Are you tired of the confusing state of nutrition and health information, research and news? Are you intrigued by the theory that a healthy diet must include red meat, raw milk, real butter, saturated fat and no soy?
If so, you will be happy to know that the 11th annual Wise Traditions Conference sponsored by the non-profit Weston A. Price Foundation is coming to the Philadelphia area. The conference will be held Friday, November 12 through Monday, November 15, 2010 at the Valley Forge Convention Plaza in King of Prussia, PA and promises to open your eyes to little-known but persuasive theories of nutrition.
Founded in 1999, The Weston A. Price Foundation is a nonprofit nutrition education organization established to support and disseminate the research of Dr. Weston Price, a dentist, whose studies of isolated non-industrialized peoples in the early 20th century led him to advocate a diet of nutrient-dense whole foods including animal fats.
The Foundation supports nutrition instruction, organic and biodynamic farming, pasture-feeding of livestock, community-supported farms, as well as honest and informative food labeling. It has been very active in advocating consumer access to clean, certified raw milk and a ban on the use of soy formula for infants.
The theme of this year’s conference is “The Politics of Food.” The keynote address, “The Politics of Beef,” will be delivered by Joel Salatin a Shenendoah Valley farmer who advocates for local foods and organic, biodynamic and sustainable farming methods. He is prominently featured in Michael Pollan’s book, “The Omnivore’s Dilemma,” as well as the documentaries”Food, Inc.” and “Fresh.” Salatin is also the author of “Everything I Want to Do is Illegal: War Stories from the Local Food Front.”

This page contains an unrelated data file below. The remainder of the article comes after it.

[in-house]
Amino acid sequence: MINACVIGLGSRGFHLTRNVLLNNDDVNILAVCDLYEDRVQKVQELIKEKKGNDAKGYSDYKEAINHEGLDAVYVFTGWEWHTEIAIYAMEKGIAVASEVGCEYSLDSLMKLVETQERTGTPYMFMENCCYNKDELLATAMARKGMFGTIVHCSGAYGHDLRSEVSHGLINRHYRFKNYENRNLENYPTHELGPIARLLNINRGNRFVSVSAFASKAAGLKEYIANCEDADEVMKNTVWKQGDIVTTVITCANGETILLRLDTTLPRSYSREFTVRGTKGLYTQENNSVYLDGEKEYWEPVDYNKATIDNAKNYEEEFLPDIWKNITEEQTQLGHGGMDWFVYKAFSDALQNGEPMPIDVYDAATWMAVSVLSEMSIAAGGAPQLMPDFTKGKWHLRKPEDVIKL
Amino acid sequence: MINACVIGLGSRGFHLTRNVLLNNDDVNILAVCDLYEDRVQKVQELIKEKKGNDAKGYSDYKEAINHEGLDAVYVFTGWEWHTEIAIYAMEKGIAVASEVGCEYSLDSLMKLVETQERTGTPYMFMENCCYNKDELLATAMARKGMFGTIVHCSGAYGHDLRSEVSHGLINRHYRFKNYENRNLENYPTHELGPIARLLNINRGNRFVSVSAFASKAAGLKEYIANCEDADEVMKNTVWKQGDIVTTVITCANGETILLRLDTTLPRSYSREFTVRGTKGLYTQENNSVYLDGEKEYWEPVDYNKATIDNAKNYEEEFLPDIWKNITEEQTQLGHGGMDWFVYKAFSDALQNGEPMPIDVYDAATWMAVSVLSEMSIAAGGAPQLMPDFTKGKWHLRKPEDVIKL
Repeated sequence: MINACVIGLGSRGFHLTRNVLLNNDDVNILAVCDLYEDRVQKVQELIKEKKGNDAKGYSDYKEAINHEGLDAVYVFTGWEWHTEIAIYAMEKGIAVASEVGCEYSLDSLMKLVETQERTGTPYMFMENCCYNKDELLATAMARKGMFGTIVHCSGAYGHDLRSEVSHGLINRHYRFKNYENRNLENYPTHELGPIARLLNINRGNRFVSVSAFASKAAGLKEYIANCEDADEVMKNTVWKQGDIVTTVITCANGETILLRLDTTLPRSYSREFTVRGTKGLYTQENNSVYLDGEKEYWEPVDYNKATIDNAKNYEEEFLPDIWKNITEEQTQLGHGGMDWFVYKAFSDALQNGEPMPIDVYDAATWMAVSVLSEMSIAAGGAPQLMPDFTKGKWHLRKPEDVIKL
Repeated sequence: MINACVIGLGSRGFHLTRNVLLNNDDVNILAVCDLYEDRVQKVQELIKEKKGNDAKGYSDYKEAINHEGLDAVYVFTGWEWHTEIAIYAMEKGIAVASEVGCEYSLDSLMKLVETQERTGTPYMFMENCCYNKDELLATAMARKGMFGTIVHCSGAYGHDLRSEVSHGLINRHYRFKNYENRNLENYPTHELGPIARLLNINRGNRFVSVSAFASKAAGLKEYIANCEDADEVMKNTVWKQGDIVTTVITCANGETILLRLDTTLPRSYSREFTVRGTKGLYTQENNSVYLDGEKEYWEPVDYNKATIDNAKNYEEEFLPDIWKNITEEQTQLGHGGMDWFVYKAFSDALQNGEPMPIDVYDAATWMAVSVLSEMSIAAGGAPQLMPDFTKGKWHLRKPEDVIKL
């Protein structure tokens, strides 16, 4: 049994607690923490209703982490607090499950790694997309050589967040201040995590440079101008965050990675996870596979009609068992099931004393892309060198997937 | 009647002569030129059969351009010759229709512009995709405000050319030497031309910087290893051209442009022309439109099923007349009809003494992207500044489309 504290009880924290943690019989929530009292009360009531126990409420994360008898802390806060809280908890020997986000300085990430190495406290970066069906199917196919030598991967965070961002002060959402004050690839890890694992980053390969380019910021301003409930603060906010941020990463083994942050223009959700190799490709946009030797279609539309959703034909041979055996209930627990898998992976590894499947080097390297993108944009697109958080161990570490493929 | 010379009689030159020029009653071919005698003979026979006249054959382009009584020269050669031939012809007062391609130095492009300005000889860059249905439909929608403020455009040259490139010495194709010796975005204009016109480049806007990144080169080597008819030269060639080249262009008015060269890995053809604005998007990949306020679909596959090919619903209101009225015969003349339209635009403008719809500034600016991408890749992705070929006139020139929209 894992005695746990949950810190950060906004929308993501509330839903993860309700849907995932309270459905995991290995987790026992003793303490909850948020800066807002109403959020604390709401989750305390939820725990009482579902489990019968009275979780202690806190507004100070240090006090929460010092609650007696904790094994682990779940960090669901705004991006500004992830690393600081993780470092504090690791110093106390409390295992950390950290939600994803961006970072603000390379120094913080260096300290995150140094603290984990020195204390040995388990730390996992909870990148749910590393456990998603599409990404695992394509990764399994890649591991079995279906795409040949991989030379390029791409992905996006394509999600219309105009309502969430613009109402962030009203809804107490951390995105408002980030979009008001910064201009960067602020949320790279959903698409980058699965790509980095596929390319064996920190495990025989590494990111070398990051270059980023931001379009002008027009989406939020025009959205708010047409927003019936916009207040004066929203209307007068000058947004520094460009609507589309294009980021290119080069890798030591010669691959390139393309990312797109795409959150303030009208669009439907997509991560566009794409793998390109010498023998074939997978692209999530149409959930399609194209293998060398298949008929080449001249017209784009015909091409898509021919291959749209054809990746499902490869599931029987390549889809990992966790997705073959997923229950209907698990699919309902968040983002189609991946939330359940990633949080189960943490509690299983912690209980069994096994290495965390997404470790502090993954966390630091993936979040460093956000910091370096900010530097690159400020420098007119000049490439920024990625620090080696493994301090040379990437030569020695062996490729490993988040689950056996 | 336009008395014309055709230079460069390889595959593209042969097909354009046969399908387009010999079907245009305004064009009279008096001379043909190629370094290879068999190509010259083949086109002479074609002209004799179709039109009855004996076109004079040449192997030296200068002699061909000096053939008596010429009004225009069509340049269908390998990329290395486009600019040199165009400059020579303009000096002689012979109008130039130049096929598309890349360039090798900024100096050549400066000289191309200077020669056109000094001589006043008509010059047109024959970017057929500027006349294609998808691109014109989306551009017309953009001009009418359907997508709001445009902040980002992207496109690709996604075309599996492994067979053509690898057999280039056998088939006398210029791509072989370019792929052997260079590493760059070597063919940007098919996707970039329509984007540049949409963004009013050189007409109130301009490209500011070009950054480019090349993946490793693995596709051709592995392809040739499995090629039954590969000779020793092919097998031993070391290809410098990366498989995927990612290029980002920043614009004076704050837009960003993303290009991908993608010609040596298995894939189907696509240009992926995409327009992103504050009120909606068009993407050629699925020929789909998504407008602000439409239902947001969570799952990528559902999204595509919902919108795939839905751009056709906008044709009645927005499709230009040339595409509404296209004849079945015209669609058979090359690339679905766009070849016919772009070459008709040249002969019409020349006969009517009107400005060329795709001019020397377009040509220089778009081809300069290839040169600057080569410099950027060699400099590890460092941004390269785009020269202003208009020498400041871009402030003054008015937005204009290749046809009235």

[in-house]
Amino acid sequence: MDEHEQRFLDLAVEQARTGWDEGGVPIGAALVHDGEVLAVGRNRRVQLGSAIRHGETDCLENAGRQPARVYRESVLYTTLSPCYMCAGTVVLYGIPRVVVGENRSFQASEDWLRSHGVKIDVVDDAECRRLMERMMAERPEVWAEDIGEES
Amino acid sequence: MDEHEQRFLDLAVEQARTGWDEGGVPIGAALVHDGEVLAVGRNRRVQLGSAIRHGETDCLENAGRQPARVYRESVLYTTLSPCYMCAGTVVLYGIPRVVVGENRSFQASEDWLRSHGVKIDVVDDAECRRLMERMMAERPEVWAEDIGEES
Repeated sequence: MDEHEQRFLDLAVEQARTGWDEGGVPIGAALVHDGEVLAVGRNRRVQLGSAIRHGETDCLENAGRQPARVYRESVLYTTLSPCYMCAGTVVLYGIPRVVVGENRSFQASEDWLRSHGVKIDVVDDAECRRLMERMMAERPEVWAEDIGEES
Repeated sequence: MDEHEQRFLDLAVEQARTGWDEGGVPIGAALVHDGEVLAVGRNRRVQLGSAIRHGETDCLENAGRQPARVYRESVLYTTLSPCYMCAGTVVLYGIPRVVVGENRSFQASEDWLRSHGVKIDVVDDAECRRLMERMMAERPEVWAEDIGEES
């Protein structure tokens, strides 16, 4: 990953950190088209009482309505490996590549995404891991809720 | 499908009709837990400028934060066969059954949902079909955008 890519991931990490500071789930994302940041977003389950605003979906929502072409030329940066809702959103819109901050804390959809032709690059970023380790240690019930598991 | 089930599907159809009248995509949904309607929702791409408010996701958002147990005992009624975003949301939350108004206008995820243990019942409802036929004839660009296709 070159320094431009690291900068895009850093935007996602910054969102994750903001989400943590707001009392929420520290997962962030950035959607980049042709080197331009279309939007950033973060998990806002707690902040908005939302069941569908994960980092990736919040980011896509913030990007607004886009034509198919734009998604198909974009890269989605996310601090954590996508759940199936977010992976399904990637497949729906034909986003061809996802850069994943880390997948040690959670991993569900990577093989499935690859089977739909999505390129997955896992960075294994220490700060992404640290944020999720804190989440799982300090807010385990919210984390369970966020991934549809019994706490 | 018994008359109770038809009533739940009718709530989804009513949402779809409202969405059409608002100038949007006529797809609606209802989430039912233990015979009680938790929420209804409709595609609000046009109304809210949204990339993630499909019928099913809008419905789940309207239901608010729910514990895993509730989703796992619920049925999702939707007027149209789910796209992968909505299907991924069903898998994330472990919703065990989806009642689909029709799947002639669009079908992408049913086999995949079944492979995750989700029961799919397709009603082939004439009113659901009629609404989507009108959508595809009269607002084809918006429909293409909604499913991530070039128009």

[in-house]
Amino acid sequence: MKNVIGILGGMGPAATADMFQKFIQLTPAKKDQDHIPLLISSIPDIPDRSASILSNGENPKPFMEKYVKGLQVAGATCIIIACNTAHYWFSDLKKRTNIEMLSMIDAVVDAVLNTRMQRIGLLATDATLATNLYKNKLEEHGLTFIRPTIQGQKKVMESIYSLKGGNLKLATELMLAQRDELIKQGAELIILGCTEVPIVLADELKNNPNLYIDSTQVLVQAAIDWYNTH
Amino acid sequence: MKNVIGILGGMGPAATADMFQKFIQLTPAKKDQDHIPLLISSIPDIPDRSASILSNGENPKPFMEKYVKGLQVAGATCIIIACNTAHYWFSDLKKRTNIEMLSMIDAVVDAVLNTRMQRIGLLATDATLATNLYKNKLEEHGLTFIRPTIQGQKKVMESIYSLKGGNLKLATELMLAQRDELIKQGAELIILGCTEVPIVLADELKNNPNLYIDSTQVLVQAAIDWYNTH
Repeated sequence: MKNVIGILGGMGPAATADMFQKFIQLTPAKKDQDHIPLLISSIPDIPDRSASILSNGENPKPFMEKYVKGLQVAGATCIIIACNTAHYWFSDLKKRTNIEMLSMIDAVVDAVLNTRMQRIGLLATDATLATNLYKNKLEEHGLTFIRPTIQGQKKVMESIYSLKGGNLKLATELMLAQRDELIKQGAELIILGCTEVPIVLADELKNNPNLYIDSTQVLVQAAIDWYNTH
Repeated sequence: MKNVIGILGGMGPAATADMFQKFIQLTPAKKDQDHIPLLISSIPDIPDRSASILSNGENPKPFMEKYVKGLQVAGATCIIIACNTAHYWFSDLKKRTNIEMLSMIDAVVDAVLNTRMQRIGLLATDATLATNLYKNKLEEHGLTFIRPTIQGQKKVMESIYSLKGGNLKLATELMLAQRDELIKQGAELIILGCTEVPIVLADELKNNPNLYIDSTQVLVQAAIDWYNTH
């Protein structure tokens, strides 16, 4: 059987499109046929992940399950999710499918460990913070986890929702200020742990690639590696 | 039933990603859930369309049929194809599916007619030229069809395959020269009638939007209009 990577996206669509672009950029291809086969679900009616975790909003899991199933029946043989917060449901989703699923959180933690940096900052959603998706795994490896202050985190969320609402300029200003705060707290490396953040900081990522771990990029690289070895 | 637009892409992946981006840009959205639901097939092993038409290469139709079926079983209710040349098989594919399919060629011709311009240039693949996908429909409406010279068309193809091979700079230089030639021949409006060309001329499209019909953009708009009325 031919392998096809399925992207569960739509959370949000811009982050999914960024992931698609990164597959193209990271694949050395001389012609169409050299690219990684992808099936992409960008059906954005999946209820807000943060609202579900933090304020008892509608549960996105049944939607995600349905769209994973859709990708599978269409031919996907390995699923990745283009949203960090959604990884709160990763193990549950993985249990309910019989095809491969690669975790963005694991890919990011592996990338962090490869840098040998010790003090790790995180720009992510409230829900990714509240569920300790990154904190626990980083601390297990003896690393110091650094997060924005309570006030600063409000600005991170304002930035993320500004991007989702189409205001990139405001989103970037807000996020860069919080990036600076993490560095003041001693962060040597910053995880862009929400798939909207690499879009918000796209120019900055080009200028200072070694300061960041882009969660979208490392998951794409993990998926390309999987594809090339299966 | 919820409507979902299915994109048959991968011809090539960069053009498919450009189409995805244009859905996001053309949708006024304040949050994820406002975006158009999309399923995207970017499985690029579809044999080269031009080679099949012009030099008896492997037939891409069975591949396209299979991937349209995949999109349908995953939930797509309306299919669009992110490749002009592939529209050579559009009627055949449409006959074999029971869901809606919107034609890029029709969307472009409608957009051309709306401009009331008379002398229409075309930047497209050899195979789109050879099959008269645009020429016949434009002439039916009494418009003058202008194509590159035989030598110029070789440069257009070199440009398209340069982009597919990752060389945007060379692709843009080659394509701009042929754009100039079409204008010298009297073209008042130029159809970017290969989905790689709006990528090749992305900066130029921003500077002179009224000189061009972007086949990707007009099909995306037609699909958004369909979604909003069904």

Sally Fallon Morell, President of the Foundation and author of “Nourishing Traditions: The Cookbook that Challenges Politically Correct Nutrition and the Diet Dictocrats,” will speak on the benefits of traditional diets. Other speakers include Jeffrey Smith who will discuss the politics of genetically modified foods and their regulation, and Judith McGeary, Esq. who will discuss the politics of food safety.
The conference will be valuable not only for nutritionists, dieticians, doctors, nurses, farmers and activists, but also anyone who is interested in optimum health through nutrition or who loves food or cooking or eating, or who just wants to open their minds to another way of looking at health and nutrition and the advice we’ve been getting for years from the government, medical establishment and media. If you are looking for political and scientific controversy, this is the place to be.
For more information and registration fees call 304-724-3006 or visit www.westonaprice.org. You can register for the whole conference or just by the day. Discounts are available for seniors and students, as well as for anyone registering prior to September 1, 2010.